Travel Insurance

Western U.S. National Parks Travel Insurance

Western U.S. National Parks Travel Insurance

The U.S. system of national parks consists of more than 60 parks operated by the National Park Service. The parks were established to preserve and maintain a wide variety of habitats and ecosystems all around the country. Every year, they welcome millions of visitors looking to escape big city life and reconnect with nature. Twenty-nine U.S. states and two U.S. territories contain officially designated national parks. This article, part of a series on U.S. national parks divided up by region, focuses on parks in the western region of the country.

The western region features some of the country’s most famous national parks from a wide variety of ecosystems. Grand Teton National Park boasts a mountainous terrain. Yellowstone National Park, the oldest national park in the U.S., offers hiking trails and a glimpse at the world-famous geyser, Old Faithful. Crater Lake National Park features a geological abnormality, an insulated lake formed inside a collapsed volcano. And Redwood National Park preserves forests of some of the tallest, oldest trees in the world.

As you’re planning your trip, make sure you purchase travel insurance and visitors insurance to protect yourself against any unexpected illness, accidents, or injuries you might face.

Western U.S. National Park Travel Insurance

Before plunging deep into the wilderness of somewhere like Grand Teton National Park, please consider purchasing vacation insurance to keep your trip as stress-free as possible. Depending on the plan, vacation insurance can include a wide variety benefits that cover situations like trip cancellation, trip interruption, emergency medical treatment, emergency medical evacuation, hazardous sports activities, baggage loss or delay, repatriation of remains, and travel insurance. If you need help narrowing your focus down to the plan that works for you, our licensed, experienced staff are happy to lend a hand. Don't hesitate to contact us.

For more information about national parks of the U.S., see the following links:

Western U.S. National Parks to Explore

Grand Teton National Park (Wyoming)

Grand Teton National Park, located in northwestern Wyoming, was established in 1929. The park covers an area of about 484 square miles and includes most of the mountains of the Teton Range as well as the valley of Jackson Hole, which was incorporated into the park in 1950. The park is named after Grand Teton, the highest point in the park at an elevation of 13,770 feet (4,198 meters). At the foot of the mountains lie boulder-strewn valleys, crisp pine forests, and glacial lakes; the most popular of them are Jenny Lake and Jackson Lake. Native wildlife include bison, elk, antelope, moose, black and brown bears, and a wide variety of birds.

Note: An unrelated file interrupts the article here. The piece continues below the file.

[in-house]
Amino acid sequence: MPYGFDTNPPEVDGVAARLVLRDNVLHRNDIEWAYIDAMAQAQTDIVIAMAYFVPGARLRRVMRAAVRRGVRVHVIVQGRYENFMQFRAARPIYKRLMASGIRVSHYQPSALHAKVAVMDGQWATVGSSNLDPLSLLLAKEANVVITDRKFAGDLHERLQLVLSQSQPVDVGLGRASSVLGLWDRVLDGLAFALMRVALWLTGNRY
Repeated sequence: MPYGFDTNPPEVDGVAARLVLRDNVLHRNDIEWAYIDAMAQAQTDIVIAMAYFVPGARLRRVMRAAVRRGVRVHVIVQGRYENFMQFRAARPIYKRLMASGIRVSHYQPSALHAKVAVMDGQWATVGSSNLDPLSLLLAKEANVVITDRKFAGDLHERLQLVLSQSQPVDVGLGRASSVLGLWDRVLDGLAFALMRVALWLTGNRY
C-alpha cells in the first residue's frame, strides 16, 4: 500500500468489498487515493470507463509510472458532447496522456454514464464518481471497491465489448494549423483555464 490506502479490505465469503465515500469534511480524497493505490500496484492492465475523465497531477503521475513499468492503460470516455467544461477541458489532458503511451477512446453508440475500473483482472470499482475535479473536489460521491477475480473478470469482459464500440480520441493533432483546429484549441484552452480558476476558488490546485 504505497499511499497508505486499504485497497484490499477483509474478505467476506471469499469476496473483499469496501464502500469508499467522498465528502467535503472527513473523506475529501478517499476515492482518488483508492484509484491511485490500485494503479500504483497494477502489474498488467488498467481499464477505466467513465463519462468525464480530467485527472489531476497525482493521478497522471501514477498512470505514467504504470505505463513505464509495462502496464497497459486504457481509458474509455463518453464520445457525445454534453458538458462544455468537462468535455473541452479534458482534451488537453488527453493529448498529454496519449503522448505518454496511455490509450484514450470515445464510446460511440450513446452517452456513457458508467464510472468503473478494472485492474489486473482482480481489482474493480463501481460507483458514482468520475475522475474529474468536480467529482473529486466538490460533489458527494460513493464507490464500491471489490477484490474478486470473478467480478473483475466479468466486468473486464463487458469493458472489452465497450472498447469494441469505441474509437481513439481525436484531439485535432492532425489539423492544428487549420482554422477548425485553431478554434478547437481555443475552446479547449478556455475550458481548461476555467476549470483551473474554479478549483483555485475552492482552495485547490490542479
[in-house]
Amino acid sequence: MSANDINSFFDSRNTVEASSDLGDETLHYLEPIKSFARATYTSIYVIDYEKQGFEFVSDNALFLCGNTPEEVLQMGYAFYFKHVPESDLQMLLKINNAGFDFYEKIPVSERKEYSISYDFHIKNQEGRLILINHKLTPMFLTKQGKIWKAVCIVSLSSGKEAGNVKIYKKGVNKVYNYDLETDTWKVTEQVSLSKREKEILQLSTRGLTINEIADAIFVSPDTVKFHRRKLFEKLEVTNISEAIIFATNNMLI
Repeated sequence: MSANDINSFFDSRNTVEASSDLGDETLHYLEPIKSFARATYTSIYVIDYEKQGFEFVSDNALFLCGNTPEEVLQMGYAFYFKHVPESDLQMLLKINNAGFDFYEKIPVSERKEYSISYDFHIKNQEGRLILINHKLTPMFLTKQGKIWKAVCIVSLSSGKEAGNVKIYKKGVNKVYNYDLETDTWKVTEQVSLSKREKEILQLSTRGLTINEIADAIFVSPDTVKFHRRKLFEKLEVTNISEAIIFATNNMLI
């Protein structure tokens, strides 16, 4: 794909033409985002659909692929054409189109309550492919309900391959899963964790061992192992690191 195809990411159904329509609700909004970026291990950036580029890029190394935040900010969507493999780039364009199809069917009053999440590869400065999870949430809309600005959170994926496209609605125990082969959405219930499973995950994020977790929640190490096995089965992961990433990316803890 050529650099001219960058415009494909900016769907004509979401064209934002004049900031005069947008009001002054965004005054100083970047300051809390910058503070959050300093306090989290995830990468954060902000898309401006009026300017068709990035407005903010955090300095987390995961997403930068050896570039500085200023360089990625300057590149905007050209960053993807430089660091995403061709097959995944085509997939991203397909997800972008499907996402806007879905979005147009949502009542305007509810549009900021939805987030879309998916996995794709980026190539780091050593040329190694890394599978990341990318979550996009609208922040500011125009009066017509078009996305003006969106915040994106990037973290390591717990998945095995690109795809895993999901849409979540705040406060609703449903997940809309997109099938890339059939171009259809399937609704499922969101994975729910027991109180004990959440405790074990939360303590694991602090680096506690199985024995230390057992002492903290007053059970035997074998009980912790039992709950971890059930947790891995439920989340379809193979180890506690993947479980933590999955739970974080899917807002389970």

The most popular time to visit the park is between May and October. Attractions include hiking, climbing, mountaineering, camping, scenic driving, boating, floating, and biking. It's famous for its 235 miles of hiking trails throughout the park, including Hermitage Point, Forks of Cascade Canyon, Holly Lake, and Jenny Lake Loop. It's also a popular spot for climbers of all skill levels; there are more than 800 climbing routes and 200 peaks of varying difficulties.

Camping is available at backcountry campsites and six campgrounds available for both reservations and walk-ins. Boating and floating are available on the Snake River, Jenny and Jackson Lakes, Emma Matilda Lake, Two Ocean Lake, Bearpaw Lake, and String Lake, among others. Biking is allowed on all paved roads, as well as the gravel roads of Two Ocean Lake Road and Grassy Lake Road. Similarly, the Multi-Use Pathway is open to any non-motorized vehicle.

If you’re planning to do any hiking, climbing, or mountaineering, we strongly recommend that you purchase hazardous sports travel insurance in case of any accidents or injuries.

Yellowstone National Park (Idaho/Montana/Wyoming)